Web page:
The ads John McCain has been running recently are in a gonzo class by themselves. The one
asking, “Who can we thank for rising prices at the pump?” over sounds of a crowd chanting Barack Obama’s name. The one claiming Obama preferred to “go to the gym” rather than visit wounded soldiers in Germany. And now this new one featuring images of Britney Spears and Paris Hilton and calling Obama “the biggest celebrity in the world” before gravely asking, “But is he ready to lead?” (Earlier we rounded up some reactions to the clip.) Factually, these spots are beyond inaccurate; they’re inane. (“Troops” triggered a classic headline from ABC News: “New McCain Ad Bashes Obama for Not Visiting Troops Using Footage of Obama Visiting Troops.”) Creatively, they’re something like your nephew might put together with Final Cut for his eleventh-grade class election, with sneering narrators, grinning Obama faces, and oddly glowing images. They’re so puerile they trigger detachment — watching the spots, you can’t help but wonder, “Will this really work?” — yet simultaneously capable of generating massive spectacle by being so outlandish and possibly self-destructive. “I don’t know Paris Hilton and Britney Spears, but they are international celebrities, so, you know, apples to apples,” McCain campaign manager Rick Davis said on a conference call yesterday. Andy Warhol would have appreciated the deadpan, if not the politics.
The ads, particularly “Celebrity,” tell us three things about where the 2008 campaign stands right now. First, whatever substance there once was to McCain, he’s brined himself into a sour Swift Boater. McCain could have run as a national-greatness Republican or comprehensive reformer, or on any number of issues. Problem is, from Social Security to gay adoption to troop withdrawals from Iraq, nearly every time McCain opens his mouth about a particular policy, he gets in trouble, either with some element of the GOP base or moderates or his own past statements. So he has hunkered down with the nastiest of his advisers, convinced himself (as he did against Mitt Romney in the primaries) that any attacks he makes on Obama are justified, and gone batshit negative.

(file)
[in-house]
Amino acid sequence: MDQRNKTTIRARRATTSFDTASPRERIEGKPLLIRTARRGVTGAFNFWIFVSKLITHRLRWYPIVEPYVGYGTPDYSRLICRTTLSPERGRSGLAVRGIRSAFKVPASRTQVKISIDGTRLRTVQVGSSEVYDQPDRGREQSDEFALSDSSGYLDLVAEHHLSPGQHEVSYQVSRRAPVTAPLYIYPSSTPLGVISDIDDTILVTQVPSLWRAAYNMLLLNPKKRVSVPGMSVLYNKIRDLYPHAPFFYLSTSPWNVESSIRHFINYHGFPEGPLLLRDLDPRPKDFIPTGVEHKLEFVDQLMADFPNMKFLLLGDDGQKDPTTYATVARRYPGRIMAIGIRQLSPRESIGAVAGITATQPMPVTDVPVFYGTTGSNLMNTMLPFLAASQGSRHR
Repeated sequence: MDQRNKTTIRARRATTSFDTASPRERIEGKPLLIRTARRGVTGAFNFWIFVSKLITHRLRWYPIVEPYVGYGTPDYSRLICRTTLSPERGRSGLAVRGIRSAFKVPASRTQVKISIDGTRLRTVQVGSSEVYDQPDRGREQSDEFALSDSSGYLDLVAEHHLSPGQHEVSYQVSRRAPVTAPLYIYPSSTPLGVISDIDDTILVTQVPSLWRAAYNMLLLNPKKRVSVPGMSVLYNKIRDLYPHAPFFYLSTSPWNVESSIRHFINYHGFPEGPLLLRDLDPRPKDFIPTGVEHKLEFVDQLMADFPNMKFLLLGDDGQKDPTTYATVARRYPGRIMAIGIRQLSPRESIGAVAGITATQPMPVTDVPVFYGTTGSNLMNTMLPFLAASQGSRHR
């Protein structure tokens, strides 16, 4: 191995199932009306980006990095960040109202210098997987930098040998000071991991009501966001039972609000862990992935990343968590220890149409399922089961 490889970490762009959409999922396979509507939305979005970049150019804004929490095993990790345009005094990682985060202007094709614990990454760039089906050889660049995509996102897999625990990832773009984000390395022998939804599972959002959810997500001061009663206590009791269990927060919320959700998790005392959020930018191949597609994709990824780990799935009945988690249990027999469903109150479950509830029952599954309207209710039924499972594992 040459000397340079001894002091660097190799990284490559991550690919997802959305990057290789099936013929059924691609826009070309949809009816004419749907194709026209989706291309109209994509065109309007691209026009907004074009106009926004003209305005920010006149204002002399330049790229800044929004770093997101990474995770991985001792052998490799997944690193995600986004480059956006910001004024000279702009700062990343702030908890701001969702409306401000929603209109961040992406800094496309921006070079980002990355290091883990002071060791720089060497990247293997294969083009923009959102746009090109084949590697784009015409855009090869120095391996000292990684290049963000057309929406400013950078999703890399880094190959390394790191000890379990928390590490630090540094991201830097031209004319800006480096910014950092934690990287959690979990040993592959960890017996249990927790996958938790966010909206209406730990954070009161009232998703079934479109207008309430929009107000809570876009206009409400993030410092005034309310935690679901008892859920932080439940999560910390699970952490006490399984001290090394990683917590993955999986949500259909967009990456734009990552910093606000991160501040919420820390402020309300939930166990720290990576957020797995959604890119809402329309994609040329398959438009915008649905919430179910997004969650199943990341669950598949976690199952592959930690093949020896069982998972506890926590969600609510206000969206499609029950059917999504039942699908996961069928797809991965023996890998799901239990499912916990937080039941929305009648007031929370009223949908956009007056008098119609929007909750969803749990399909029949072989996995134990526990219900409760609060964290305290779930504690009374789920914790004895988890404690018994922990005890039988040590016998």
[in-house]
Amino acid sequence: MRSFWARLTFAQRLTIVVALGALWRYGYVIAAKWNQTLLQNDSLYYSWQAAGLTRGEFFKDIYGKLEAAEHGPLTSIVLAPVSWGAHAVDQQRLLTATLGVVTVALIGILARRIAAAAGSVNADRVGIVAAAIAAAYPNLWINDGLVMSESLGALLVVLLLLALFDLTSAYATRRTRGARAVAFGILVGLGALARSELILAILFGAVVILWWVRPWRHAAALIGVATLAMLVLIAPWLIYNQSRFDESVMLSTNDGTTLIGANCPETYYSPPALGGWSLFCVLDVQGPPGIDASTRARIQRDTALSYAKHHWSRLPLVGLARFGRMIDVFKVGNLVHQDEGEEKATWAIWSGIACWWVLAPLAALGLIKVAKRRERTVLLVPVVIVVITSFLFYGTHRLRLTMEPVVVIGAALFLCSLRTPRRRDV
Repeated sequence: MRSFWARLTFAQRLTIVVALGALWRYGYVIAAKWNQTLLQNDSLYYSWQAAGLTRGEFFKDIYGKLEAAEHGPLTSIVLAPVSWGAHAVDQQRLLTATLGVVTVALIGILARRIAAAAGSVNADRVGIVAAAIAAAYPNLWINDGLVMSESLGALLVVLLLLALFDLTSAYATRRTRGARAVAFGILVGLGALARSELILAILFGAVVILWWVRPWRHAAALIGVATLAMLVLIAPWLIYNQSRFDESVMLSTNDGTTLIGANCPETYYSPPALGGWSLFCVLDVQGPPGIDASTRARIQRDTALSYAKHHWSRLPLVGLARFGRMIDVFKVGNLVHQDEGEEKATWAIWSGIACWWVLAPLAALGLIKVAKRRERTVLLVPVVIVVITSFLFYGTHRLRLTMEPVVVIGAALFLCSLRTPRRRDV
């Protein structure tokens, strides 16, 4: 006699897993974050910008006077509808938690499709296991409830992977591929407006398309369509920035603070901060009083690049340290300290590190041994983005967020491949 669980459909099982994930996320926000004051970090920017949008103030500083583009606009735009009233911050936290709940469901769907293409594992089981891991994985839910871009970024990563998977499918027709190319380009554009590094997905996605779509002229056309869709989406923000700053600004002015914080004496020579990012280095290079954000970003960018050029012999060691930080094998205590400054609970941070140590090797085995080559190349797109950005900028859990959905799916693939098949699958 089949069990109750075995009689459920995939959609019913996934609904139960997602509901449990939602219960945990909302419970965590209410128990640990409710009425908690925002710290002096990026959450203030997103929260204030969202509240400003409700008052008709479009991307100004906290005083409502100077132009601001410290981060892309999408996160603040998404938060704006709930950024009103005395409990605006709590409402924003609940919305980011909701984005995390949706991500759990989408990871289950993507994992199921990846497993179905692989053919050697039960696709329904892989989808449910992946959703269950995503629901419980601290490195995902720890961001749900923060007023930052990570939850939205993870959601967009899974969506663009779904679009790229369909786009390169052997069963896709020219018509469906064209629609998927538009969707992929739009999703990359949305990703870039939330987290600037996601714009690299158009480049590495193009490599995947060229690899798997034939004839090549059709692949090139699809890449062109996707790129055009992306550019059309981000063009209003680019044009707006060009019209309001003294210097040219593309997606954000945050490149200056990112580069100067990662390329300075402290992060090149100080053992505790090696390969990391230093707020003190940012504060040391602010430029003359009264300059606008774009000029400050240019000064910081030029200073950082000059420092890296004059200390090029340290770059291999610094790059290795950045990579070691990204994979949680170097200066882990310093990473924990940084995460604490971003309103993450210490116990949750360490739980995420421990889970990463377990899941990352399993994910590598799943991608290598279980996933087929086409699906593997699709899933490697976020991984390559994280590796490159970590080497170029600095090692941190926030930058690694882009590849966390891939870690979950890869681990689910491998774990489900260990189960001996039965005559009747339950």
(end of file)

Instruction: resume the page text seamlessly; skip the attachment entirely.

Second, McCain is correct to assume that the media will repeat and amplify rather than analyze his charges, no matter how baseless they might be. (MSNBC’s Mika Brzezinski attempting to challenge Davis: “I want to get a sense of why you guys decided to do that ad, that some consider — eh, there’s some backlash to it.”) What’s still unclear is how far Obama will let McCain go in defining him.
Third, when McCain strings together images of Britney, Paris, and Obama, and viewers are supposed to think “empty suit,” it’s not much of a stretch from there to “dandy” and then to “playboy.” Remember the blonde-bimbo ad that took down Harold Ford in 2006. And ask yourself, when Karl Rove described Obama as “the guy at the country club with the beautiful date, holding a martini and a cigarette that stands against the wall,” did anyone think the “date” he had in mind was either Obama’s wife or any other African-American? Rest assured, we have only begun to watch the GOP try to connect Obama to white women. —Peter Keating